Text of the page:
“The fact is the human race is not only slow about borrowing valuable ideas – it sometimes persists in not borrowing them at all.” ~ Mark Twain
Our 3rd grade teachers continuously told us copying was wrong – but in the business world, failing to copy is also wrong. It’s wrong for you and it’s wrong for your business. Businesses thrive when they innovate and innovation is, more often than not, brought about by borrowing an idea.
Take a business as stoic and static as self storage. After all, when you open the door to a storage space, what’s inside pretty much the same as it would have been forty years ago … or is it? Think about it for a minute, forty years ago when self storage was a fledgling industry, things were pretty basic. For the most part, your options were, some stores had roll-up doors and some had swing doors. Beyond that, there were not really any other options.
Soon, someone had the idea to put up fencing around the property to help keep things more secure. This idea spread and soon most competitors fenced their properties. Later, someone decided having a golf cart on their property would save time and would be more comfortable for customers than walking all over the property and soon this idea spread. Eventually other ideas such as key-pad entry gates, surveillance cameras and climate controlled spaces became the norm rather than the exception. These were all innovative ideas hatched by one person, but copied by many others.
But we should never limit innovation to our own industry. Most of those innovative ideas probably originated in an entirely different industry. For example, many years ago when I was still a store manager, I learned to truly love days when it rained. When a customer pulled up in front of my store during a hard rain, I would spring into action, meeting them at their car with 2 umbrellas, one for me and one for them. I can’t begin to tell you how many storage spaces I rented to those people. They were so impressed with the level of customer service; they made the decision to rent from me before we ever even got into the office. I would love to be able to tell you that was my brainchild at giving world-class customer service. The truth however is, I copied that idea from a tire store. Yes, a tire store.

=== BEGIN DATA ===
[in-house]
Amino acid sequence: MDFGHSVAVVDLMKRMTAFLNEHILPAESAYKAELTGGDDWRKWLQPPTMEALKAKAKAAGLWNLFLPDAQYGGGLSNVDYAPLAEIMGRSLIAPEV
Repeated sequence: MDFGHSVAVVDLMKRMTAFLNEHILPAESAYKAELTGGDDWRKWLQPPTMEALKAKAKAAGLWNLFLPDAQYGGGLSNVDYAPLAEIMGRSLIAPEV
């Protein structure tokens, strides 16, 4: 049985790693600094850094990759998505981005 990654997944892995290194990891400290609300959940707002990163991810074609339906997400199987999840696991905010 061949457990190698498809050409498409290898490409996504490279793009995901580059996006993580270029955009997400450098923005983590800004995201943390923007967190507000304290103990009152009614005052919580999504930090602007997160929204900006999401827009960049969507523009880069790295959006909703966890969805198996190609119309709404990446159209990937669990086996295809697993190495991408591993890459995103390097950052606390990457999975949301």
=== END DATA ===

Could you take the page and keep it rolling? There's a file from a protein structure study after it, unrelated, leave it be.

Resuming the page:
Many years ago I pulled into a tire store to get a flat repaired in a pouring rain. They met me at my car with an umbrella. This act impressed me so much as a customer, not only did I get my tire repaired, but then guess where I went the next time I needed to actually buy tires? And then guess how many others I referred to that particular tire dealer? Before I moved away, that tire store probably made several thousand dollars in sales because of their act of world-class customer service they gave to me. I wasn’t about to let that lesson slip away.
There are great business and customer service lessons all around us. We know when we see something great – we just need to make whatever it is our own. You don’t have to be the first or the biggest, you only have to be the best. One of the keys to being the best is to keep your eyes, ears and mind open all the time for new ideas. Ideas are free, so cast a wide net and gather them up wherever you can find them. Once you’ve caught a great idea, think about how you can incorporate the idea and do it faster, cheaper or better. What great idea will you witness today that you can make your own?
- The World is a “Customer Service” Stage (montyrainey.wordpress.com)
- Making a difference: In the business of customer service (nwfdailynews.com)
- To explore copying as an innovation strategy, designers look to China (smartplanet.com)